Claudine Gay announced her resignation as Harvard’s president yesterday after a new round of accusations surfaced over plagiarism in her scholarly work. She has been facing mounting criticism over how she responded to antisemitism on campus as well. Her testimony before a House committee on December 5 was excoriated by very influential donors to the university, and student groups have been calling for her resignation over plagiarism allegations.
The story shows that even the president of America’s oldest and most highly endowed institution of higher education is not immune to criticism from the constituents she serves. Theirs is a transactional and symbiotic relationship—if the president leads in ways her students and donors affirm, they will provide the support she needs to lead effectively.
It’s hard to identify a significant relationship in our capitalistic, consumeristic society that does not function on similar lines. If my Daily Articles do not meet your needs, you will stop reading my work and supporting our ministry. If they do, you will enable us to continue, which enables us to serve you, which enables us to continue.
Even most marriages and families have a transactional dimension whereby we serve those we hope will serve us as well. Rare is the relationship based on unconditional, holistic, and unrequited sacrifice by one for the other.
But this is exactly how our Father loves us. Now he is calling us to embrace his love in ways that transform our souls and our society.
As our witness grows bolder
Yesterday, we noted that many Americans have all of God they want. This pleases Satan. He wants us to be inoculated with religion about God so we don’t develop a real relationship with him. The result is lost people who are convinced they’re not lost and Christians who are happy with their spiritual status quo.
Consequently, when believers decide that we want to experience more of God through more holistic obedience, Satan can be expected to respond by raising the cost of such obedience. Unexpected distractions arise when we are trying to be alone with the Lord. New and increasing temptations entice us to turn back from our quest for greater holiness. Painful circumstances provoke us to question the reality and relevance of our deeper faith.
Also, as we grow bolder in our witness, our anti-Christian culture grows more intransigent and condemning. If we will not be silent, those under Satan’s control will try to silence us (cf. Acts 4:18).
Of course, the Enemy would rather we persist in spiritual complacency. But if we are determined to seek deeper intimacy with our Lord, Satan will do all he can to stymie us. If he succeeds, the consequences can be even more fruitful for him—we become discouraged and may abandon our quest for more holistic obedience, and our moral and spiritual defeats dishonor our Lord.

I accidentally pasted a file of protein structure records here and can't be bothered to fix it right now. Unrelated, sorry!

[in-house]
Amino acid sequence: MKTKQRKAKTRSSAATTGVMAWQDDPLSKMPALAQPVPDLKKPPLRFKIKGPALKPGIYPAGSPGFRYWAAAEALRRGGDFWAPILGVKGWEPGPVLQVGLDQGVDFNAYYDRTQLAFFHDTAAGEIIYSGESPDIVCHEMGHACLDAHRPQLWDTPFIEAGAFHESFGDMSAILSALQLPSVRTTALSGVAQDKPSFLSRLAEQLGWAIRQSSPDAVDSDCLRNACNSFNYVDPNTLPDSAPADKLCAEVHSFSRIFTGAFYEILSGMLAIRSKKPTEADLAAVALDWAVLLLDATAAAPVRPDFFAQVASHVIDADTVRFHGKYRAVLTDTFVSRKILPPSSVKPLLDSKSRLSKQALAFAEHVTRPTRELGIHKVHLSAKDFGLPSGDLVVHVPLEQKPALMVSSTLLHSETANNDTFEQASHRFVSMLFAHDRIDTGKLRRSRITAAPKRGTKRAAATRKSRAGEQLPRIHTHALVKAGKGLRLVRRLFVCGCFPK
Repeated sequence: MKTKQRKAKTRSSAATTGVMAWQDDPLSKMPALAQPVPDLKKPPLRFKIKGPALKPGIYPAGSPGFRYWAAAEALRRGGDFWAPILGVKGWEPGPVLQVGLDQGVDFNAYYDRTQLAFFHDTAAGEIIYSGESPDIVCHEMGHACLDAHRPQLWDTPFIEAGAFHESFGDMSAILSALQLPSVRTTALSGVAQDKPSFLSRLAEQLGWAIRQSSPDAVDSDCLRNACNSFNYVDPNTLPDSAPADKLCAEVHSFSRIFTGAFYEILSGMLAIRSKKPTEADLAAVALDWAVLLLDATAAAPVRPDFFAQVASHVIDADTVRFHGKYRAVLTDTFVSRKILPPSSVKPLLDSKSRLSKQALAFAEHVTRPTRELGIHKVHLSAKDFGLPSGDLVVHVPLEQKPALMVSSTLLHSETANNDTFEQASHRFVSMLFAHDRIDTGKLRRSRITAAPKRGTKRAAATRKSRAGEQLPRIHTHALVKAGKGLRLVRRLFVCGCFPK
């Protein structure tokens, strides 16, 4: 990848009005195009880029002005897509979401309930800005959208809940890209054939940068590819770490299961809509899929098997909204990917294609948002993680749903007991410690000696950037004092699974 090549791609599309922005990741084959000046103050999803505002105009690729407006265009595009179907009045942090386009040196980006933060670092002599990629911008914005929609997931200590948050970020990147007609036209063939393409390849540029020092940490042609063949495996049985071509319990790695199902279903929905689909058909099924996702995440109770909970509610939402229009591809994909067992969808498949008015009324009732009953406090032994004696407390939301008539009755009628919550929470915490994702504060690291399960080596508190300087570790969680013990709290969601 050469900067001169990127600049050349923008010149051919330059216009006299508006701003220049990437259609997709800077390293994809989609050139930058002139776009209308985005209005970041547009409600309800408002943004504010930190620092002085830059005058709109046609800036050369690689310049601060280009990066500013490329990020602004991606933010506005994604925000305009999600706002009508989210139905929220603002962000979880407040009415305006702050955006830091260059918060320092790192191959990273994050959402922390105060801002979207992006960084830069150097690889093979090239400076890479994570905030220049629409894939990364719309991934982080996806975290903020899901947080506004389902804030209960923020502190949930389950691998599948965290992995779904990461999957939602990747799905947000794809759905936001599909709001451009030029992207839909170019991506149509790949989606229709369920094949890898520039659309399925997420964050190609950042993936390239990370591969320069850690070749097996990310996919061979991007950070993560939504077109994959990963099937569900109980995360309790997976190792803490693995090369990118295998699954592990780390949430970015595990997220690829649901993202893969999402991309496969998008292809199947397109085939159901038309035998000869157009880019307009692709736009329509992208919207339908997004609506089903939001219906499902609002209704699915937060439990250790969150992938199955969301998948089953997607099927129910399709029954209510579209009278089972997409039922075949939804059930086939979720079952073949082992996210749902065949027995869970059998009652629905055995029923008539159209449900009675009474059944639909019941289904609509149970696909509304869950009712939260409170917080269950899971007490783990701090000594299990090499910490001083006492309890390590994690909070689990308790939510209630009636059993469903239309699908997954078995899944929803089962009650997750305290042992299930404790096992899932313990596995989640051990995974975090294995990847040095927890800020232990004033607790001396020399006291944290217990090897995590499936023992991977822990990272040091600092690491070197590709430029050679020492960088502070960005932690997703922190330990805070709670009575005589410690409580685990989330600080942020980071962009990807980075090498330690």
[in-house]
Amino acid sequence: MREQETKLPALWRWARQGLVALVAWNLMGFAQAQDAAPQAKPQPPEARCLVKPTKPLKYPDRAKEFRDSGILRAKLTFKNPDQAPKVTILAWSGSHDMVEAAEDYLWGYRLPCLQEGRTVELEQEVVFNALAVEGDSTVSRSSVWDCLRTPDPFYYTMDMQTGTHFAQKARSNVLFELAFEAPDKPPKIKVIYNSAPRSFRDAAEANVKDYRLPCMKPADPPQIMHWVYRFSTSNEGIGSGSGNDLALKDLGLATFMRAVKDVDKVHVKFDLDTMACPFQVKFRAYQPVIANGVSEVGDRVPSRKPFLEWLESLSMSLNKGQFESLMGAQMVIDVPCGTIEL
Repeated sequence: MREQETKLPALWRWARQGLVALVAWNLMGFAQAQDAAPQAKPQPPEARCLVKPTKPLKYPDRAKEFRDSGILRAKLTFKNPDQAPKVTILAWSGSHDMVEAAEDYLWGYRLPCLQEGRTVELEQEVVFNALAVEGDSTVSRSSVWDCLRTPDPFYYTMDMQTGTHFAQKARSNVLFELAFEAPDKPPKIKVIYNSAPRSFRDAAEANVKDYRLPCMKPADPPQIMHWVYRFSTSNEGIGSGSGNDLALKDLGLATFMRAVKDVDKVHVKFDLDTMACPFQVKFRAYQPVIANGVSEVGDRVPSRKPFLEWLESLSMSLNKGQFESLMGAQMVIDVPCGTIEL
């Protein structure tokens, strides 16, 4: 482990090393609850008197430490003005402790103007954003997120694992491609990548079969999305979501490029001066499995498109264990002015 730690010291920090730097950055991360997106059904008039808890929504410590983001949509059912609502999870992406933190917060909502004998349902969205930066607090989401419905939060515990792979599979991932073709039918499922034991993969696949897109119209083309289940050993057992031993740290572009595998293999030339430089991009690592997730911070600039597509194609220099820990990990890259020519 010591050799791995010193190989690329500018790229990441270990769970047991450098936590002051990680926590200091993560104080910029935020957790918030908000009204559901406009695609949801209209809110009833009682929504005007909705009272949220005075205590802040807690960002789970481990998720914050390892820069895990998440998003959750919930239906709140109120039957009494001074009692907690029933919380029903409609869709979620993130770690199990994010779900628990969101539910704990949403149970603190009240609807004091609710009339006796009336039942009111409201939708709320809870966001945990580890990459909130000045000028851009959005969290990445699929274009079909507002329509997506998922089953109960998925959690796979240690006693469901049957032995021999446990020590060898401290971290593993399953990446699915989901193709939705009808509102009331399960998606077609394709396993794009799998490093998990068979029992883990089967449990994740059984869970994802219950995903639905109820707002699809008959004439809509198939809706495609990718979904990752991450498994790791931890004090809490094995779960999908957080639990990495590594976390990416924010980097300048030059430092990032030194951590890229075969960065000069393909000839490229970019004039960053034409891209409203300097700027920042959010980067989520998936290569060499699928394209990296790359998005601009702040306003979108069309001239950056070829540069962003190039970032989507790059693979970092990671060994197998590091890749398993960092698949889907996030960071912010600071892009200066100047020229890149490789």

The remedy is to greet temptations and difficulties as the spiritual good news they are. They show that Satan sees us as an enemy worth his time, indicating that our deeper commitment to Christ threatens him on a level that requires his nefarious response. And they provide us with an opportunity to trust our Lord even more fully and thus experience his grace even more powerfully.
The challenge is the opportunity
Of course, Satan knows that this response will defeat his strategy. This is why he sometimes adopts the opposite approach: he maintains his status quo with us, hoping the spiritual disciplines we are practicing become ends instead of means. Over time, our time with God becomes a habit more than an experience. We read the Bible and pray as chores to complete more than invitations to accept. And we fall back into the transactional consumerism we sought to avoid.
Such self-reliance is by definition the enemy of spiritual formation since the latter can be accomplished only by God’s Spirit. Praying, reading Scripture, and all other spiritual disciplines do not earn God’s favor—they position us to experience his grace. When we practice them as tasks to complete more than encounters with the living Christ, we forfeit his transforming presence. And over time, we are likely to abandon them altogether.
So, the challenge is the opportunity. Begin every day by submitting that day to God’s Holy Spirit (Ephesians 5:18). Make time to worship, pray, read Scripture, and practice other spiritual disciplines as he leads you. Walk with your Lord through the day as you pray about all you experience, seeking to think biblically and respond redemptively.
But do so in reliance on God’s Spirit to empower you and to use your commitments to form the character of Christ in you. When you meet temptation and opposition, turn them immediately over to your Lord, asking him for the strength to refuse sin and to persist in godliness. See them as evidence that you are proceeding in a way that honors your Father and frustrates your enemy. And know that your quest to know Christ and make him known is making you more like Jesus and continuing his earthly ministry in transforming ways.
“King Jesus comes again to take over”
My friend Dr. Duane Brooks recently noted:
Someday our King will come back to this world. He will not come to take sides in our internecine conflicts. King Jesus comes again to take over. He will not ride a donkey or an elephant.
So the question is not: “Is Jesus King?” but “Will you serve King Jesus today?”
He also quoted in his daily devotional this statement by Alan Redpath: “We can never pray, ‘Thy kingdom come,’ until we are willing to pray, ‘My kingdom go.’”
Whose kingdom will you serve today?